Aluminum Foil Heatsink Keeps LEDs In Check

In your kitchen is very likely a roll of aluminum foil, like most people you probably use it to line pans or wrap food for baking. If you heard somebody used aluminum foil in the cooling of items, you could be forgiven for thinking they were referring to wrapping leftovers and tossing them in the refrigerator. But rather than preserving Mom’s famous meatloaf, [Michael Dunn] is using that classic kitchen staple to protect his LED strips.

Cheap LED strips are becoming extremely popular and have been popping up in more and more projects, but they have a pretty serious flaw: heat dissipation. Left on their own they can get hot enough to cook themselves, which is sort of a problem when you’re looking to replace as much of your home lighting with them like [Michael] is.

Heat was of particular concern as he was looking to retrofit a delicate shade with his beloved LED strips. Since he wanted a column of LEDs inside the unique shape of the shade, he reasoned that some kind of heat-conductive tubular structure could be used as both a mandrel to wrap the LEDs around and a way to dissipate heat. Like most of us, his first thought was copper pipe. But unfortunately the only copper pipe he had handy was of too small a diameter.

The tube of foil on the other hand was the perfect diameter, and while aluminum isn’t as good a conductor of heat as copper, it’s certainly no slouch either. Early tests weren’t that great when the tube was laying on the bench, but once it stood vertically convection got the air moving and cooled the LEDs down to where [Michael] was comfortable enough to put them inside the shade. Though he does have some lingering doubts about leaving the cardboard tube in such a toasty environment.

Going back through the archives, we’ve seen some absolutely fantastic projects utilizing LED strips in the past, some of which have come up with their own creative ways of beating the heat.

24 thoughts on “Aluminum Foil Heatsink Keeps LEDs In Check

  1. That’s not a heatsink, more like a heat bucket, as the aluminium is surrounded by the heat source and so cannot dissapate much anything.

    Many people make the mistake of thinking that simply bolting a LED onto something metal will keep it cool. You also have to keep the metal cool somehow. It does no good if you then surround the heatsink with cardboard or hide it inside some enclosure where it cannot dissapate the heat.

      1. Or just spend a few dollars on an aluminum shower curtain rod.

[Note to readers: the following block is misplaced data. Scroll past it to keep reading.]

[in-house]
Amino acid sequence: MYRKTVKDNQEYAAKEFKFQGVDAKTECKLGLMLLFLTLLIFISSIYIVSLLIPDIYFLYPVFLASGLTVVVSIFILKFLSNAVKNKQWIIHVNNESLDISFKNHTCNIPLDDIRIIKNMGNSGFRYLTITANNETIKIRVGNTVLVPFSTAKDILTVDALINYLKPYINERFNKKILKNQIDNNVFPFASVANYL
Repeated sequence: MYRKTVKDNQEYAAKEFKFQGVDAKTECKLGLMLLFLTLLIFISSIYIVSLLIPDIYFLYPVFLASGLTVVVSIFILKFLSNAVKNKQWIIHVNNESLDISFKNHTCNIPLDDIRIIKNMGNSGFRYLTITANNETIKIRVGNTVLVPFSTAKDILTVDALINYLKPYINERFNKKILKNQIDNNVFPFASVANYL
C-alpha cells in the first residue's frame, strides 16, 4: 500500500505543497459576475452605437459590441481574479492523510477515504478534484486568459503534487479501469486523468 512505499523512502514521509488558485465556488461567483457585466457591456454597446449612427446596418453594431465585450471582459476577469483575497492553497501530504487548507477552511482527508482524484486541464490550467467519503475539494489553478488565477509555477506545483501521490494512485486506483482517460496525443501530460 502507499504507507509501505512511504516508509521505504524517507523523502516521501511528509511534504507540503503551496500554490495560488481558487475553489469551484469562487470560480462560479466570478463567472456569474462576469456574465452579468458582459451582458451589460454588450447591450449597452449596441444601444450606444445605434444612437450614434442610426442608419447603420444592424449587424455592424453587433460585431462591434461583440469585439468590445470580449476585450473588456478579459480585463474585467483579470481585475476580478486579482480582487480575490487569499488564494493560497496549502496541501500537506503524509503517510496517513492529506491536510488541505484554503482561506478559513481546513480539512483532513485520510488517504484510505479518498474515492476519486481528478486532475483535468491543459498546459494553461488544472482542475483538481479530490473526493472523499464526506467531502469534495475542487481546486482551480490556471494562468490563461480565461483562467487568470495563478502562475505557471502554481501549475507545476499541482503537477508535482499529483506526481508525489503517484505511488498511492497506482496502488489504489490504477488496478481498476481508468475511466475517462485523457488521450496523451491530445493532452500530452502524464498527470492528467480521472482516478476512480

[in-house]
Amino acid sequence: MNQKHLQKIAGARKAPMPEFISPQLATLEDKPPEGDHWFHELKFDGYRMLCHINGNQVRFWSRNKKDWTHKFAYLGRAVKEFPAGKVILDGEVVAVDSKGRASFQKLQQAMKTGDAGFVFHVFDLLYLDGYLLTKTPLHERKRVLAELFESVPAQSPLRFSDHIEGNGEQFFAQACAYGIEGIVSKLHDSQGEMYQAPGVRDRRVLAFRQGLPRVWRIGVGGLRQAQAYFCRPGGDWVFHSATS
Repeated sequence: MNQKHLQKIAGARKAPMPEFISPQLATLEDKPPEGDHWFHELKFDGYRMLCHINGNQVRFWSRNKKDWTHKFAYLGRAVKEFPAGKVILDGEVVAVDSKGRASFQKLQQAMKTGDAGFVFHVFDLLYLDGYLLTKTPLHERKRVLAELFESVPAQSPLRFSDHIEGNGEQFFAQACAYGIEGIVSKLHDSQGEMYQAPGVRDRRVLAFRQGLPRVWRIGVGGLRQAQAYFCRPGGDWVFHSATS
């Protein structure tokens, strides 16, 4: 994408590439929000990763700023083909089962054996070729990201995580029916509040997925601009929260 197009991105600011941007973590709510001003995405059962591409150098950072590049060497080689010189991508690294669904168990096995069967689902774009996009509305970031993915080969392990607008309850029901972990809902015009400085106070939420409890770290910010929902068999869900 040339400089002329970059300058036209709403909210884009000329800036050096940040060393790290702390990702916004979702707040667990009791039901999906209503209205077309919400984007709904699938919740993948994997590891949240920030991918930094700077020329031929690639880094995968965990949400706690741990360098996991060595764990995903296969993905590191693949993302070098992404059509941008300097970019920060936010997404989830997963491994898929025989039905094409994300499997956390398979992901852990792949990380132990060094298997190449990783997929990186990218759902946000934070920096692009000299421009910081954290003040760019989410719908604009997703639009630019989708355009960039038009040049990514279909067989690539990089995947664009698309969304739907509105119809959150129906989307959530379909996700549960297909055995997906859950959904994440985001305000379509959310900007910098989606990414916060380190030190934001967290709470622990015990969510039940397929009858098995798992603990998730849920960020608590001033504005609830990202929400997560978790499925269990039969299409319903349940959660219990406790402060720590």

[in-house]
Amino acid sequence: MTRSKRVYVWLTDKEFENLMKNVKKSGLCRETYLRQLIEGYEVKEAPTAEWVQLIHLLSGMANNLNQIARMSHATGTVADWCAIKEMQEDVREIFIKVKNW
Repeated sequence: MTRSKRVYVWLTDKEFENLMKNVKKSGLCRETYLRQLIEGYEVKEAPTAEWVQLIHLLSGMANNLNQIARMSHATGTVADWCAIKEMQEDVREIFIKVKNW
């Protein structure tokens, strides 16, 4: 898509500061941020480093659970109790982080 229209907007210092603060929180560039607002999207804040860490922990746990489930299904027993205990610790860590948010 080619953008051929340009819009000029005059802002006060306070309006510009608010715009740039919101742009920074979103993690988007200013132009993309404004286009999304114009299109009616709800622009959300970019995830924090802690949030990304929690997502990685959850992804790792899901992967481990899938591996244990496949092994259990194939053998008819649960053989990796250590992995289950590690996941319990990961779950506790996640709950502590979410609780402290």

If the tube gets to any appreciable temperature, it will cool itself via convection provided it’s oriented vertically…

    1. Exactly!
      At least if he removed the cardboard, and added a few holes near the bottom, he’s got the possibility of convecting air up the middle of the Al roll. Not the most efficient within that shade, but it will certainly help.

    2. Maybe the word ‘heatsink’ is a little faulty, too.
      It suggests to drain heat like water in kitchen sink but some seem to forget the ‘drainage’.

      heatdisipater / -distributor / -transporter seem like more apt alternatives…

    1. There’s gaps, but you’ve still got ~85% of the back of the strip pushed against smooth foil so it works.

      I don’t think anyone is suggesting a pipe wouldn’t be better, the idea is that he used what he had in a pinch which is somewhat of a theme here on the site.

      1. So you’ve got ~85% contact to a thin sheet, looping away while short-circuiting thermally to ? % surface area to the next layer, etc.. Does something for startup, but it has limited thermal mass. Without removing heat from the foil wrap, removing heat from the LED devices will only work (well?) for a limited time, as the temperature differential between the foil wrap and the LED strips drops so the removal of heat from the LED strips drops. All that method has really done is delay the issue or give somewhat more life with slightly reduced baking. I wouldn’t call this “works”, but “works for now; gonna bake”.

    1. I was just thinking about this last night – could you just wrap copper tape around an aluminum can to heatsink some LEDs for a lamp? Would you need a layer of insulation under the copper tape to prevent the traces from shorting through the aluminum, or would the paint and oxides and stuff prevent that?

  2. I installed LED strip lighting in our boat, and never considered the heat implications. Is it the case that the strip will often overheat when installed as a strip, instead of being coiled as shown?

    Fortunately, we found them too bright at full power, so I made a PWM dimmer with a PIC microcontroller. We seldom run much higher than a 50 or 60% duty cycle, and they’ve never seemed more than slightly warm.

  3. Pretty amusing. In the flashlight enthusiast community, aluminum foil is sometimes used to couple the LED with the flashlight body for better cooling. Just wrap up the LED/reflector area so that it fits snuggly.

  4. I am not sure about the numbers on this, but even more, the LEDs on low power strips like this are in plastic casings anyway.
    It is true that the LED might heat, but it is terrible at transferring the heat to anything including the strip anyway. So air cooling is still the most important.

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